An overheating car isn’t something you can ignore as a driver. At the first sign that your vehicle’s cooling system isn’t up to the task of keeping your engine temperatures under control, it’s time to pull over as quickly as possible and shut things down to prevent serious damage to your motor.
Of course, it’s always better to avoid putting yourself in a situation where a catastrophically overheating car leaves you stranded. Check out these warning signs that things are about to go south under the hood.
If your car is equipped with a temperature gauge—and most are—then you’ll likely have noticed that it almost never moves once your vehicle’s engine has warmed up after a cold start. That’s because the majority of car companies have elected to hover the needle at a specific spot as long as temps stay within an acceptable range, as Autotrader explains.
Once that needle starts to climb out of where you’re used to seeing it, however, and head towards the right side of the gauge, it’s cause for concern. Unless you’ve been towing or driving on a race track, chances are the needle is starting to move because there’s a problem with your cooling system. Any out-of-the-ordinary gauge readings are cause to head to a mechanic for a diagnosis.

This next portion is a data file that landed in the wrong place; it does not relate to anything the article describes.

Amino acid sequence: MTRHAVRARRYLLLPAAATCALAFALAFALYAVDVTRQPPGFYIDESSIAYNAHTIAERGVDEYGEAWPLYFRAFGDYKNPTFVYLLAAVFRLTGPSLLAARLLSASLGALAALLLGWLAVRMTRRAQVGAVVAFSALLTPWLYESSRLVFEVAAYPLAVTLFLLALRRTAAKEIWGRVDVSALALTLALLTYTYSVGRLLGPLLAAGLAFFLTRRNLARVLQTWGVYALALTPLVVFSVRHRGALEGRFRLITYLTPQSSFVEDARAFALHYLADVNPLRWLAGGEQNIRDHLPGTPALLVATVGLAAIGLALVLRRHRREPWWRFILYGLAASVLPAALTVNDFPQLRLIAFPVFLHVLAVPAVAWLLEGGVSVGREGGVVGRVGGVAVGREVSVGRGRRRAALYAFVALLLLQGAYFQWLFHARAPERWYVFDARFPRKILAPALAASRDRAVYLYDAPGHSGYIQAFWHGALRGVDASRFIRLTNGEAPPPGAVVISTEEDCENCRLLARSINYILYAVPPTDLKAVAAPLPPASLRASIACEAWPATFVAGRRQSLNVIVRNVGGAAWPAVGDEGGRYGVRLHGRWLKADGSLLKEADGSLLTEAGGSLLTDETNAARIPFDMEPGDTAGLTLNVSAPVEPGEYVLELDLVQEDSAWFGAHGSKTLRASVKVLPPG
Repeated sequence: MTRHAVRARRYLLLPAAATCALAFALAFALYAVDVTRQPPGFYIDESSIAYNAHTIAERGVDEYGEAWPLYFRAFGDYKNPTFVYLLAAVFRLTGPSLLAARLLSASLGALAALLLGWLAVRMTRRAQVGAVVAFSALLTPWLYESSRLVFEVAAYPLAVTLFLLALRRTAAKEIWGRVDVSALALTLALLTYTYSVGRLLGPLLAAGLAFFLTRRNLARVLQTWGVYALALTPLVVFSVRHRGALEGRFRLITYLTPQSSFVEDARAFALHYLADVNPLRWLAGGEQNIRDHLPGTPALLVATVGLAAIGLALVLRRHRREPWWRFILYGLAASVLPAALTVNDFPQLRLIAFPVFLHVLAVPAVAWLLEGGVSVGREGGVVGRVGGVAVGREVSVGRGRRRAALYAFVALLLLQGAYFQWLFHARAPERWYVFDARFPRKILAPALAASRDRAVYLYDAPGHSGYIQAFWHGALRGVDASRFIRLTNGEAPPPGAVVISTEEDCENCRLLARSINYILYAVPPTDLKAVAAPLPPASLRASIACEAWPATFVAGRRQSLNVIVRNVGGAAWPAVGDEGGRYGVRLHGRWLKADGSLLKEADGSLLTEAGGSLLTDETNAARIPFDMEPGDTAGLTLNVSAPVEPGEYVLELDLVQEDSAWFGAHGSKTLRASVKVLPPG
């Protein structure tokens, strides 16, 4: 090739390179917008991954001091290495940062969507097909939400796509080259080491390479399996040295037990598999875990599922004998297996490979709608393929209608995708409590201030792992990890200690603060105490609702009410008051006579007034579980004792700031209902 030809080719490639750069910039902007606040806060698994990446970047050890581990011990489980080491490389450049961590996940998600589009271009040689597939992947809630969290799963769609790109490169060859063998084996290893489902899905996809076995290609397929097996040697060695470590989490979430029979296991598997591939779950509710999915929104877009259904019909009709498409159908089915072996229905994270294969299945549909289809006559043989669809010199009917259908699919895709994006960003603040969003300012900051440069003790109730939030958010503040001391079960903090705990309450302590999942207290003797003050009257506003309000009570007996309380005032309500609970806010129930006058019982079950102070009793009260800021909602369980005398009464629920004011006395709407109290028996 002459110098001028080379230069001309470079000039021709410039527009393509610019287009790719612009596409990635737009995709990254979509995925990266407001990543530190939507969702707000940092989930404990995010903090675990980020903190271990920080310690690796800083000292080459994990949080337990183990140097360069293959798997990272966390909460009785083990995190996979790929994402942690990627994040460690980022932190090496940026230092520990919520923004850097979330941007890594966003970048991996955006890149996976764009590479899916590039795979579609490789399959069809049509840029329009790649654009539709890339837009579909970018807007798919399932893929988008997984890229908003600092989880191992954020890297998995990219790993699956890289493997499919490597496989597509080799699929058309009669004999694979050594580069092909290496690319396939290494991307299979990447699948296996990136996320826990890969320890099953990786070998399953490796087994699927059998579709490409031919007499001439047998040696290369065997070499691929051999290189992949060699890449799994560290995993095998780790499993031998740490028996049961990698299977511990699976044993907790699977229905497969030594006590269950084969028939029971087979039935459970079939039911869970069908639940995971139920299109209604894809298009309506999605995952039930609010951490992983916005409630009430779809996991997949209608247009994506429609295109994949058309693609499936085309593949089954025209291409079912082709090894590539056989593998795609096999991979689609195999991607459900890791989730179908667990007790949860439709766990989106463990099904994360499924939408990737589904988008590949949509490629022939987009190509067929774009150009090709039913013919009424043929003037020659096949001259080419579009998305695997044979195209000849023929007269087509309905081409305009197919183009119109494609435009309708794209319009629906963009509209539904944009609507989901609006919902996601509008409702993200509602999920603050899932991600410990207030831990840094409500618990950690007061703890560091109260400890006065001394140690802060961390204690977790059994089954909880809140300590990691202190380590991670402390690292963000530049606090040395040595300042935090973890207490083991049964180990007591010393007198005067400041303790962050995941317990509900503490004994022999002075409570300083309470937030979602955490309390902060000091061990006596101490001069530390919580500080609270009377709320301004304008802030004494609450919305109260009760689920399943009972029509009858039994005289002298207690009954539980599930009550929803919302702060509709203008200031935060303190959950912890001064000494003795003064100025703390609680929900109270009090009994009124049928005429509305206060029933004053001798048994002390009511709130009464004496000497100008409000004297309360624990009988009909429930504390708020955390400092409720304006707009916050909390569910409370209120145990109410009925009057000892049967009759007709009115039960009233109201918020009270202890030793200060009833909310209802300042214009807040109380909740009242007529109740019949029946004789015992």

A Sweet, Persistent Smell
Automotive coolant is made up of a mix of water and ethyl glycol, a type of alcohol that has a sweet smell, especially when hot. If you start to notice this smell when driving, or after parking your car, there’s a strong chance that a small coolant leak or a pinhole in a cooling hose is spraying antifreeze somewhere inside your engine bay, notes Angie’s List. You can also check for any drips or puddles under your car when you first start it, or after parking it, to confirm that there’s an issue.
Steam, Steam, Steam
Any time you see steam coming out from under the hood of your car, it’s time to shut things down as soon as it’s possible to do so safely. The presence of steam indicates a serious breach of a vehicle’s pressurized cooling system, with antifreeze either escaping as a vapor or spilling onto hot engine components and then vaporizing. It’s the most dramatic indication of an overheating car, and one that’s impossible to ignore.
Remember, despite its name, engine coolant is very hot, and you should never open a radiator or touch any components or hoses until the motor has had time to cool down. Leave the cooling system repairs to the pros and use these three signs of an overheating car to get there before it’s too late.